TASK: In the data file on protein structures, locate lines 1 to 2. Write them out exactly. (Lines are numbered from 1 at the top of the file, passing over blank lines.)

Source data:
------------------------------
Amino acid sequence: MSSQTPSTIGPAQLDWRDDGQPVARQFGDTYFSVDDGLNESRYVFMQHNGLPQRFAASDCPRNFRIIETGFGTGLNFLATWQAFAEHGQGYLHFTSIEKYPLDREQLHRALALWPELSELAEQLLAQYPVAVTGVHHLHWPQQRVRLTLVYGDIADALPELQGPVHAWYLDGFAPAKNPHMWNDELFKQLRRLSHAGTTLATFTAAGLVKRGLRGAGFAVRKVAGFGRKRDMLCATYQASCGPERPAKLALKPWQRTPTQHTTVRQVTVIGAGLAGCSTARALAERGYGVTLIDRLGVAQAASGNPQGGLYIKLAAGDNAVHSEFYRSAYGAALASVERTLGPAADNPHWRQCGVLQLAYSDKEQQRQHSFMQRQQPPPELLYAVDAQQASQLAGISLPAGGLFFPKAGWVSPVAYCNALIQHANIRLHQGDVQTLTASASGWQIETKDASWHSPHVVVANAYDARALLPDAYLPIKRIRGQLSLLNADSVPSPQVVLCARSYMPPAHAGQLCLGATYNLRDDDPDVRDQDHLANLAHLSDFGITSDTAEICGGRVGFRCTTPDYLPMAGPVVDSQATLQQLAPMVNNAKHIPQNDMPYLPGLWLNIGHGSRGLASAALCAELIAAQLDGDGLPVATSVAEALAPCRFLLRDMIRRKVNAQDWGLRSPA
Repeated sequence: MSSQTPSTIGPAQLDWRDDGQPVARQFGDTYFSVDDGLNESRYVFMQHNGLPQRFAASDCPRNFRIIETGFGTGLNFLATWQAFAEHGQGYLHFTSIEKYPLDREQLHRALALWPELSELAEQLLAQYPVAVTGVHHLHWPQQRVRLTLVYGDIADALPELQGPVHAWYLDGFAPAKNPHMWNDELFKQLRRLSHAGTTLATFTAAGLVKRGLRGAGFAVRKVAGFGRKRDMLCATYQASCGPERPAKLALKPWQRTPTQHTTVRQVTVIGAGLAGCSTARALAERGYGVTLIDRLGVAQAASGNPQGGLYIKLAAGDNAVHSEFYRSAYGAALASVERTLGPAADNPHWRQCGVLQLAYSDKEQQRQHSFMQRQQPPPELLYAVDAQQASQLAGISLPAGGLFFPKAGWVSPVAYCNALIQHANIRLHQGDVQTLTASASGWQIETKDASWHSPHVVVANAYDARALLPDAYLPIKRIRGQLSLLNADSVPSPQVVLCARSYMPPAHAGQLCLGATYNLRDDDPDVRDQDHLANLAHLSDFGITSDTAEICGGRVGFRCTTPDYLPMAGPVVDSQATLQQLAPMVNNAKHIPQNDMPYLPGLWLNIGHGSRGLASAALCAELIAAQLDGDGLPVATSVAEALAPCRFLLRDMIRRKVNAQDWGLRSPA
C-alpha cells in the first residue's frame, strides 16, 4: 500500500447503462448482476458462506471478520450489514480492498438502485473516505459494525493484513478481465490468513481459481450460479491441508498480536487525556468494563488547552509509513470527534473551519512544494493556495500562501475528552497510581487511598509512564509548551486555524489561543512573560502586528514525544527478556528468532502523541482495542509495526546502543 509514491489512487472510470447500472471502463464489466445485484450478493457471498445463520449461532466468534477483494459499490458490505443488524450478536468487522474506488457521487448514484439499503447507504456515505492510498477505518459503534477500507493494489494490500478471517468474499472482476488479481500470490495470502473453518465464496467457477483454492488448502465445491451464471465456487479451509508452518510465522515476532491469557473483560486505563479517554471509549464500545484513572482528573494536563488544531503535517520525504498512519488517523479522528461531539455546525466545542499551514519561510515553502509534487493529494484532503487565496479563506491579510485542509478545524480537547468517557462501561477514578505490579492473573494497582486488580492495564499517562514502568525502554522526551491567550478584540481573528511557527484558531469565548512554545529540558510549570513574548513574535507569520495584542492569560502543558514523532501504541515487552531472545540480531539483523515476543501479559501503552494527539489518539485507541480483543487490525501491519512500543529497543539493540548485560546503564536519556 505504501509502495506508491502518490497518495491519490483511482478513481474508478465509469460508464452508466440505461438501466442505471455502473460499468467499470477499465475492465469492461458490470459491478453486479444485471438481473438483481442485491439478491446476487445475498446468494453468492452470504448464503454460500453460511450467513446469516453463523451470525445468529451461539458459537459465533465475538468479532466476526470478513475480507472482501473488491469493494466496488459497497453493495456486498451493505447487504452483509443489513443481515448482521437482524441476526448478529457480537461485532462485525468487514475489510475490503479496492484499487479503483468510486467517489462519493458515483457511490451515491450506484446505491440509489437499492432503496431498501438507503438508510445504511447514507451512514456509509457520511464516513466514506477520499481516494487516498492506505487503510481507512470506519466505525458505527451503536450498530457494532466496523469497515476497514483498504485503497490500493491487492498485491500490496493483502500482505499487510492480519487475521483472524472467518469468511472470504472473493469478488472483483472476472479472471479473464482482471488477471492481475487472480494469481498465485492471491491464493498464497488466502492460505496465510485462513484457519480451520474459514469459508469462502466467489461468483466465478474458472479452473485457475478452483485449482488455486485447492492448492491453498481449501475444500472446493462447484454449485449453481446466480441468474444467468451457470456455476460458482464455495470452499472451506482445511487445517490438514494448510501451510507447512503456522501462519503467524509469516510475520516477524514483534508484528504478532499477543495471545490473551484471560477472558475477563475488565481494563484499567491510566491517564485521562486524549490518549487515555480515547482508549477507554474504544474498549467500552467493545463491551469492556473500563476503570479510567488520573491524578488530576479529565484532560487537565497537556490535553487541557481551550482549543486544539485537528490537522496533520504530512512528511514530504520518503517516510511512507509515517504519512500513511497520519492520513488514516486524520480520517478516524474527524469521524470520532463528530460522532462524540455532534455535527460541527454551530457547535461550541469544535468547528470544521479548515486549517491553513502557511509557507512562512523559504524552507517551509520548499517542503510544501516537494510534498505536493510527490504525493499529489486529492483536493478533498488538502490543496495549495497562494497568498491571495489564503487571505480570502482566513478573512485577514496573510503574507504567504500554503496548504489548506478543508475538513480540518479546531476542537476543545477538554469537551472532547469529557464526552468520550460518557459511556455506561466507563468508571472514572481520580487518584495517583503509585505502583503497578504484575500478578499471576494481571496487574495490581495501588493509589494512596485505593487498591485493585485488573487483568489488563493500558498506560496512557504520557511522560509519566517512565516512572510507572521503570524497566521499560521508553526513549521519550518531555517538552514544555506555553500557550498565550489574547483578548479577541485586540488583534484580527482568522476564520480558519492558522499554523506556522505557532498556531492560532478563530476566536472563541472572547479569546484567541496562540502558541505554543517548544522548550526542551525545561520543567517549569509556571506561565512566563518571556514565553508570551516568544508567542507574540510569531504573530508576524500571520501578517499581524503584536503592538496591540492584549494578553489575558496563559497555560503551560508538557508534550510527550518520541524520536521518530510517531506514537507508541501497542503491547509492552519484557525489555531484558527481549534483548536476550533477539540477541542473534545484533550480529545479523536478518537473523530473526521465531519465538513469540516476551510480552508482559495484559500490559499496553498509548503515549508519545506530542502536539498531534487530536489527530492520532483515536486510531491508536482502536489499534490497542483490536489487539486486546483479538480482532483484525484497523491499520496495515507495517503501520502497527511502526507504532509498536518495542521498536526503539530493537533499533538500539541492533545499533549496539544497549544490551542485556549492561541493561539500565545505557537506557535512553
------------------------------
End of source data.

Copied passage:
Amino acid sequence: MSSQTPSTIGPAQLDWRDDGQPVARQFGDTYFSVDDGLNESRYVFMQHNGLPQRFAASDCPRNFRIIETGFGTGLNFLATWQAFAEHGQGYLHFTSIEKYPLDREQLHRALALWPELSELAEQLLAQYPVAVTGVHHLHWPQQRVRLTLVYGDIADALPELQGPVHAWYLDGFAPAKNPHMWNDELFKQLRRLSHAGTTLATFTAAGLVKRGLRGAGFAVRKVAGFGRKRDMLCATYQASCGPERPAKLALKPWQRTPTQHTTVRQVTVIGAGLAGCSTARALAERGYGVTLIDRLGVAQAASGNPQGGLYIKLAAGDNAVHSEFYRSAYGAALASVERTLGPAADNPHWRQCGVLQLAYSDKEQQRQHSFMQRQQPPPELLYAVDAQQASQLAGISLPAGGLFFPKAGWVSPVAYCNALIQHANIRLHQGDVQTLTASASGWQIETKDASWHSPHVVVANAYDARALLPDAYLPIKRIRGQLSLLNADSVPSPQVVLCARSYMPPAHAGQLCLGATYNLRDDDPDVRDQDHLANLAHLSDFGITSDTAEICGGRVGFRCTTPDYLPMAGPVVDSQATLQQLAPMVNNAKHIPQNDMPYLPGLWLNIGHGSRGLASAALCAELIAAQLDGDGLPVATSVAEALAPCRFLLRDMIRRKVNAQDWGLRSPA
Repeated sequence: MSSQTPSTIGPAQLDWRDDGQPVARQFGDTYFSVDDGLNESRYVFMQHNGLPQRFAASDCPRNFRIIETGFGTGLNFLATWQAFAEHGQGYLHFTSIEKYPLDREQLHRALALWPELSELAEQLLAQYPVAVTGVHHLHWPQQRVRLTLVYGDIADALPELQGPVHAWYLDGFAPAKNPHMWNDELFKQLRRLSHAGTTLATFTAAGLVKRGLRGAGFAVRKVAGFGRKRDMLCATYQASCGPERPAKLALKPWQRTPTQHTTVRQVTVIGAGLAGCSTARALAERGYGVTLIDRLGVAQAASGNPQGGLYIKLAAGDNAVHSEFYRSAYGAALASVERTLGPAADNPHWRQCGVLQLAYSDKEQQRQHSFMQRQQPPPELLYAVDAQQASQLAGISLPAGGLFFPKAGWVSPVAYCNALIQHANIRLHQGDVQTLTASASGWQIETKDASWHSPHVVVANAYDARALLPDAYLPIKRIRGQLSLLNADSVPSPQVVLCARSYMPPAHAGQLCLGATYNLRDDDPDVRDQDHLANLAHLSDFGITSDTAEICGGRVGFRCTTPDYLPMAGPVVDSQATLQQLAPMVNNAKHIPQNDMPYLPGLWLNIGHGSRGLASAALCAELIAAQLDGDGLPVATSVAEALAPCRFLLRDMIRRKVNAQDWGLRSPA